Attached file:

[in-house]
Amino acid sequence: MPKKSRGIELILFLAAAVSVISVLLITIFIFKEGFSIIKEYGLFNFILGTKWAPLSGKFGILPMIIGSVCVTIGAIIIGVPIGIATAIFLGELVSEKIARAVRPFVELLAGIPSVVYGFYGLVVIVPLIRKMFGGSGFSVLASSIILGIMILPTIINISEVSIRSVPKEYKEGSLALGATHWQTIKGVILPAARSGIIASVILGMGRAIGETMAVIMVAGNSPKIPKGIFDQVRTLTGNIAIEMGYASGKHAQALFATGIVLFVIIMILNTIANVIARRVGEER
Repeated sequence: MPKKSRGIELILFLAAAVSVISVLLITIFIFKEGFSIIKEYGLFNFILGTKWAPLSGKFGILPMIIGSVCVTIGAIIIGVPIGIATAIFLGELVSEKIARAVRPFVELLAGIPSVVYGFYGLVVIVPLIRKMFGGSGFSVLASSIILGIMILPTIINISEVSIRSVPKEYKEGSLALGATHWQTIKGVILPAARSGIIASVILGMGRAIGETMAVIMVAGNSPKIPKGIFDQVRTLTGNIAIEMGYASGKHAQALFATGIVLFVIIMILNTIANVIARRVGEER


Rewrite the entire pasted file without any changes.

[in-house]
Amino acid sequence: MPKKSRGIELILFLAAAVSVISVLLITIFIFKEGFSIIKEYGLFNFILGTKWAPLSGKFGILPMIIGSVCVTIGAIIIGVPIGIATAIFLGELVSEKIARAVRPFVELLAGIPSVVYGFYGLVVIVPLIRKMFGGSGFSVLASSIILGIMILPTIINISEVSIRSVPKEYKEGSLALGATHWQTIKGVILPAARSGIIASVILGMGRAIGETMAVIMVAGNSPKIPKGIFDQVRTLTGNIAIEMGYASGKHAQALFATGIVLFVIIMILNTIANVIARRVGEER
Repeated sequence: MPKKSRGIELILFLAAAVSVISVLLITIFIFKEGFSIIKEYGLFNFILGTKWAPLSGKFGILPMIIGSVCVTIGAIIIGVPIGIATAIFLGELVSEKIARAVRPFVELLAGIPSVVYGFYGLVVIVPLIRKMFGGSGFSVLASSIILGIMILPTIINISEVSIRSVPKEYKEGSLALGATHWQTIKGVILPAARSGIIASVILGMGRAIGETMAVIMVAGNSPKIPKGIFDQVRTLTGNIAIEMGYASGKHAQALFATGIVLFVIIMILNTIANVIARRVGEER